South London Healthcare becomes first NHS Trust EVER to go into administration as debts spiral out of control
Health Secretary says the ground-breaking decision is in the interest of patientsTrust is struggling to pay off Labour-agreed PFI deals costing 61m a year in interest

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UPDATED:

13:01 GMT, 12 July 2012

An NHS hospital trust losing 1m a week has been put into administration to try and stop it collapsing, the Department of Health said today.

Health Secretary Andrew Lansley has appointed a trust special administrator to try and turn around the struggling South London Healthcare NHS Trust.

Queen Elizabeth hospital in Woolwich is one of three that makes up the South London Healthcare Trust

Queen Elizabeth hospital in Woolwich is one of three that makes up the South London Healthcare Trust

Mr Lansley said: 'I have decided it is in the interests of
the health service and, in particular, of the patients the trust
serves.'

The Trust has been put on an 'unsustainable providers regime' and the government has appointed Matthew Kershaw with the task of putting it back on a 'viable footing.'

Mr Kershaw currently works as the national director for provider delivery at the Department of Health. He will take over the Trust's board on Monday July 16 and recommend measures to Mr Lansley at the start of next year.

The chairs and directors have been informed that they have been suspended from board duties.

It is the first time in NHS history
that a trust has been forced to hand over its administration powers to the
Department of Health after failing to meet prescribed standards.

New appointment: Matthew Kershaw is the special administrator

New appointment: Matthew Kershaw is the special administrator tasked with sorting out the Trust

The
Trust was only created in 2009 after the merger of three hospitals –
the Princess Royal in Orpington, Queen Mary's in Sidcup and the Queen
Elizabeth in Woolwich.

Yet it has gone 150m in the red over the past three years largely because of crippling Private Finance
Initiative deals agreed by the last Labour government. The two PFI deals are now costing 61million a year in interest.

Last year's deficit, paid off by money from elsewhere in the NHS budget, could have paid for 1,200 nurses or 200 hip replacements a week.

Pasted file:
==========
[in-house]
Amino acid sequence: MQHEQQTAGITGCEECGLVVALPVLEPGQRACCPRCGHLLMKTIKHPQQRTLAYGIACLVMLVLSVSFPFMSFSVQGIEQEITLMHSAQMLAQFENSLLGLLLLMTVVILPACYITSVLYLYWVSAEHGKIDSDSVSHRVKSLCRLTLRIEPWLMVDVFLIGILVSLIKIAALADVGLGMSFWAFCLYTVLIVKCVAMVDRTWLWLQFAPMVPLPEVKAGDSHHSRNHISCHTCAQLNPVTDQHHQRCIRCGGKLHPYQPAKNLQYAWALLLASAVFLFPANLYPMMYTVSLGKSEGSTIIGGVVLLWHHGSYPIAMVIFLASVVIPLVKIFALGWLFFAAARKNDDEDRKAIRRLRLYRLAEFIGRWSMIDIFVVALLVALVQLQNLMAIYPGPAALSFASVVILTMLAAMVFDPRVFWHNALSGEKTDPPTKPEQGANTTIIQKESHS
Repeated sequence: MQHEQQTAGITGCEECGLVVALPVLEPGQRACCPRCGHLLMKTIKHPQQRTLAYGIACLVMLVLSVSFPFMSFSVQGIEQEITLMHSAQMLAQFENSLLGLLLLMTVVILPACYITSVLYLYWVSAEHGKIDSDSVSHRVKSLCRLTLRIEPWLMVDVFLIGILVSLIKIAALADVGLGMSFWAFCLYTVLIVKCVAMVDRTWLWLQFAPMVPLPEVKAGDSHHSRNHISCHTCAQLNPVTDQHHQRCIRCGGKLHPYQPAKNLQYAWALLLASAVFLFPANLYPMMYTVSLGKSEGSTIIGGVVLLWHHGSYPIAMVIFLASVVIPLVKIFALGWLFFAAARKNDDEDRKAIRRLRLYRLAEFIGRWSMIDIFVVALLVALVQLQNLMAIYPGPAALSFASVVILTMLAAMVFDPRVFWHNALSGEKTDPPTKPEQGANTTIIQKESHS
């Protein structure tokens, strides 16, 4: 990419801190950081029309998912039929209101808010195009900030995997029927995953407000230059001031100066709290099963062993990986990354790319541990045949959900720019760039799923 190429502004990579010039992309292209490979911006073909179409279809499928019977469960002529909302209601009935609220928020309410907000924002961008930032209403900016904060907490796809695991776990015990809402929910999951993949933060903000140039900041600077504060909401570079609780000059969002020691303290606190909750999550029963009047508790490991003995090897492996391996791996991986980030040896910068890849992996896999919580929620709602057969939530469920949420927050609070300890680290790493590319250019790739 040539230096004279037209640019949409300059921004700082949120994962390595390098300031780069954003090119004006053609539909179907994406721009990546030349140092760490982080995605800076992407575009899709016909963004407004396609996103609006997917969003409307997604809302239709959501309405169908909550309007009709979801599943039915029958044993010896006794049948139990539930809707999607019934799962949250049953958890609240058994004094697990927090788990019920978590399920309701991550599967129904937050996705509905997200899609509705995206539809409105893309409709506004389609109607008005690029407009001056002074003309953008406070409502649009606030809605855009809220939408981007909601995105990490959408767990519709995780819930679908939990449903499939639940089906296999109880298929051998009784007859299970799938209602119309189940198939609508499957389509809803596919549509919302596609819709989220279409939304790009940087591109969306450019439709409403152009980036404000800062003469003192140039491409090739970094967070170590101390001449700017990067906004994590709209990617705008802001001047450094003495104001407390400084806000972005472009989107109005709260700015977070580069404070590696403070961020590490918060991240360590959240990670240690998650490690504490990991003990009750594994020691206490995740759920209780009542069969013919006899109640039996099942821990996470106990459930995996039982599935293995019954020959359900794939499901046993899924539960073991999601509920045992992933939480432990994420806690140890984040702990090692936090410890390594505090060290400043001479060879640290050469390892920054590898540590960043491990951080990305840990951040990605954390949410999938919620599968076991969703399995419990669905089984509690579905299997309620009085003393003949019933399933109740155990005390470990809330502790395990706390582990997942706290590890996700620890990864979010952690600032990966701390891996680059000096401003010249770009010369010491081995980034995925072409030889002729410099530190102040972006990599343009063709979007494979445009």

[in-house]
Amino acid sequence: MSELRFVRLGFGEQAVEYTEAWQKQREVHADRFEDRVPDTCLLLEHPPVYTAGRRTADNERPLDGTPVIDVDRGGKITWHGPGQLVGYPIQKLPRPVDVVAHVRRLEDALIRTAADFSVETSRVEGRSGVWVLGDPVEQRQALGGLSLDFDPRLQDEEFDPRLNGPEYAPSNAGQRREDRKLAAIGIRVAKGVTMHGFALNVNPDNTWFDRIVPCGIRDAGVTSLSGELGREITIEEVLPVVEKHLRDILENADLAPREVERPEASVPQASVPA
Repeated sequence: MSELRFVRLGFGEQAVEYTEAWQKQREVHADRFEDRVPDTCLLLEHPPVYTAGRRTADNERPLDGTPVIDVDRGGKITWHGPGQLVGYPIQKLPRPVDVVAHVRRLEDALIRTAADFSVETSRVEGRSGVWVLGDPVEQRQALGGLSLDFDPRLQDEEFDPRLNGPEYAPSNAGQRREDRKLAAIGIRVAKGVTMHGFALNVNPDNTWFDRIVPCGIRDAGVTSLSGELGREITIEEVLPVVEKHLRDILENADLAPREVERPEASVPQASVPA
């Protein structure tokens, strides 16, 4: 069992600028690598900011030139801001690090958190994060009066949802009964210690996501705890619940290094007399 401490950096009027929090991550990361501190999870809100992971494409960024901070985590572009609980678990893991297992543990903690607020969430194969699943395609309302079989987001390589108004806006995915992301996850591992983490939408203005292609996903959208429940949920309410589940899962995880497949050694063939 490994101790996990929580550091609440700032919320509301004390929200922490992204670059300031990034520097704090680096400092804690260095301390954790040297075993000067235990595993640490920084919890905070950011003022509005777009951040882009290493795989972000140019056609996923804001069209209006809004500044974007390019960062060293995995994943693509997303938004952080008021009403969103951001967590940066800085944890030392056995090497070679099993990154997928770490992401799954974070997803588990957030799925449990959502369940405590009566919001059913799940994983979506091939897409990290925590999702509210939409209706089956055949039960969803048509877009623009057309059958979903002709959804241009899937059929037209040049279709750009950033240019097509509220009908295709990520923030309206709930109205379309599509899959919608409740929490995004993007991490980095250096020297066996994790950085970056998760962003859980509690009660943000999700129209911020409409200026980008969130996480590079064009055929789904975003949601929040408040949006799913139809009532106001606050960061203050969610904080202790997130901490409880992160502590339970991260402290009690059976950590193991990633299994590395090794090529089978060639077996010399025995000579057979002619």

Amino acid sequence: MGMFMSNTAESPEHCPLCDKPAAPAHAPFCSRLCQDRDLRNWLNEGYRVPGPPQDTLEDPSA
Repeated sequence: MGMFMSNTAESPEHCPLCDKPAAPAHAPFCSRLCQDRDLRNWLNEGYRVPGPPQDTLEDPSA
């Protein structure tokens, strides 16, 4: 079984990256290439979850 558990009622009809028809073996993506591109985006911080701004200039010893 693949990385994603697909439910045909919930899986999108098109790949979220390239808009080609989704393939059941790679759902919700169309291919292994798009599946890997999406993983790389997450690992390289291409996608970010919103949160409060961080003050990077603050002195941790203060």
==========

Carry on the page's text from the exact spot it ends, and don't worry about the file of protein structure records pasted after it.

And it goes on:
The Health Secretary stepped in after
draft financial plans showed the trust would have a deficit of
30-75million a year for the next five years, despite efforts to tackle
the situation.

Today he said: 'Past efforts have not succeeded in putting the South London Healthcare Trust on a sustainable path.

'This will be a big challenge and my key objective for all NHS Trusts is
to ensure they deliver high-quality services to patients that are
clinically and financially sustainable for the long term.

'The purpose of the trust special administrator is to ensure that
services are high quality and to ensure a lasting clinical and financial
solution.

Health secretary Andrew Lansley said the ground-breaking decision was in the interest of patients

Health secretary Andrew Lansley said the ground-breaking decision was in the interest of patients

'Although there have been some improvements in mortality rates,
maternity services and infection control, and some early signs of
improvements in waiting times, they do not go far enough. It will be
impossible for South London to build on these improvements while
tackling such a large deficit.

'Matthew, working with clinicians, all other staff, commissioners,
patients, the public and other stakeholders, must now drive the changes
and shape a sustainable solution for South London Healthcare NHS Trust
and the local health economy.

'I am confident that with the regime I am enacting today in place, and
working extensively with clinicians, health service leaders, patients
and local people, Matthew will have the tools and framework in place to
find a long-term satisfactory solution for the people of south east
London.'

Mr Kershaw will first publish a report on October 29 after examining the Trust's long-standing difficulties. He will then launch a 30-day consultation with staff, patients and public on a draft report. A final report will be sent to Mr Lansley on January 8, 2013.

Mr Kershaw said: 'My priority is to work with staff, patients, the public and all those involved in healthcare services in the south east London area to maintain high quality, effective services during the running of the Unsustainable Provider Regime.

'This means developing recommendations that ensure that people in south east London can access high quality, safe, and financially sustainable NHS services for the long-term.

'Together we will need to think differently, be bold and accept that change needs to happen. The status quo is not sustainable.'